April 4 (Bloomberg) -- Russian consumer prices rose the most in a year in March as the government loosens the reins that brought the annual inflation rate to a record low.
Prices rose 0.6 percent in the month, exceeding the 0.5 percent median estimate in a Bloomberg survey of 15 economists. Inflation was unchanged in March at 3.7 percent from a year earlier, the slowest rate since the Soviet Union collapsed two decades ago, matching estimates in a separate survey.
Consumer prices are bottoming out after Prime Minister and President-Elect Vladimir Putin capped fuel costs and delayed utility-price increases from January to July in the run-up to the March 4 presidential ballot. Inflation may accelerate in the second half as the government lifts restrictions and capital inflows resume as early as May, Alexei Ulyukayev, a Bank Rossii first deputy chairman, said yesterday.
“Inflation is likely to start picking up already in the second half on the back of a hike in natural-monopolies tariffs,” Julia Tsepliaeva, head of research at BNP Paribas in Moscow, said by e-mail. “Monetary easing is unlikely to be aggressive in 2012.”
The benchmark Micex Index of 30 stocks tumbled 2.6 percent to 1,509.17 at 5:21 p.m. in Moscow. The ruble lost 1 percent to 29.4496 per dollar, weakening for the first time in four days.
Core inflation, which excludes volatile costs such as energy, was unchanged at 0.5 percent on a monthly basis, bringing the full-year increase to 1.4 percent.
The central bank, which has refrained from cutting borrowing costs and held the refinancing rate at 8 percent for a third month in March, has noted the “temporary nature” of the price slowdown. The world’s largest energy exporter may see a “substantial” increase in consumer-price growth after the government increases utility tariffs, Deputy Economy Minister Andrei Klepach said on March 27, according to RIA Novosti.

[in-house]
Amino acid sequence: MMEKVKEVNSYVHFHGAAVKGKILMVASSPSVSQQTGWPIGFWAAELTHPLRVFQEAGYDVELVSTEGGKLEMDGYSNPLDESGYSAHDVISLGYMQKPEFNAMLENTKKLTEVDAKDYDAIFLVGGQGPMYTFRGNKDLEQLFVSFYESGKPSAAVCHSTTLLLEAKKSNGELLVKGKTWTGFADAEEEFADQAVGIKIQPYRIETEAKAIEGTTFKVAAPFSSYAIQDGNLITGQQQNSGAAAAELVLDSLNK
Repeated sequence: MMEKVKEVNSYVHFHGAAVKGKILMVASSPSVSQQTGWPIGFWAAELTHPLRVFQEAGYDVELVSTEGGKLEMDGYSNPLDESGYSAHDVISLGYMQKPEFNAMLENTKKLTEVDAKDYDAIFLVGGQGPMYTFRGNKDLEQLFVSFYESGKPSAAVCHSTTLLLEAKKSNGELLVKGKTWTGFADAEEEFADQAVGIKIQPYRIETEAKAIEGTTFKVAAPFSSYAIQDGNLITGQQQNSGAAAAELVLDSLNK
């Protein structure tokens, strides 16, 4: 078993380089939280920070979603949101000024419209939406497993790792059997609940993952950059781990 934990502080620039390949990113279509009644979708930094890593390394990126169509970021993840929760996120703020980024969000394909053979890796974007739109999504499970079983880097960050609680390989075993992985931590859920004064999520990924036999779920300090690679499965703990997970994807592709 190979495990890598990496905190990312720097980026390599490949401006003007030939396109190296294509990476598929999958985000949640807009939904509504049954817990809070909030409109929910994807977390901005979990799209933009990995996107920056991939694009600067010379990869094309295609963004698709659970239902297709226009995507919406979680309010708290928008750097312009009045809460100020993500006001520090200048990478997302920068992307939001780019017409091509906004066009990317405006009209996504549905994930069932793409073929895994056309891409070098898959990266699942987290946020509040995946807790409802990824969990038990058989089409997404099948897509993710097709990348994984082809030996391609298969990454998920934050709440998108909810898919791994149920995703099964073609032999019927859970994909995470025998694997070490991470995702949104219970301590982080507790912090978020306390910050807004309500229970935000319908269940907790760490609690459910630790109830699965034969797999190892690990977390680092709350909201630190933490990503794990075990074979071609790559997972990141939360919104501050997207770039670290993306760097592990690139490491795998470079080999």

Russia may post a “double surplus” in its current and capital accounts this year, fanning inflation and posing a policy dilemma similar to what Russia faced in 2006 and 2007, Ulyukayev said.
“Huge liquidity entering the domestic market will create serious inflation pressures,” Ulyukayev said.
The central bank plans to discuss interest rates on April 9 or April 10. Bank Rossii Chairman Sergey Ignatiev wants to trim the inflation rate to about 5 percent to 6 percent in 2012 from 6.1 percent last year. Policy makers want to bring price growth as low as 4 percent by 2014, according to a three-year policy plan published in November.
Prices and poverty are seen as the biggest threats facing the country this year, according to a January poll by the independent Levada Center.
“The central bank is likely to stay on hold as the weekly inflation accelerated slightly at the end of the month and industrial production growth rebounded,” Aleksandra Evtifyeva, an economist at VTB Capital in Moscow said by e-mail.
To contact the reporter on this story: Milda Seputyte in Vilnius at email@example.com
To contact the editor responsible for this story: Balazs Penz at firstname.lastname@example.org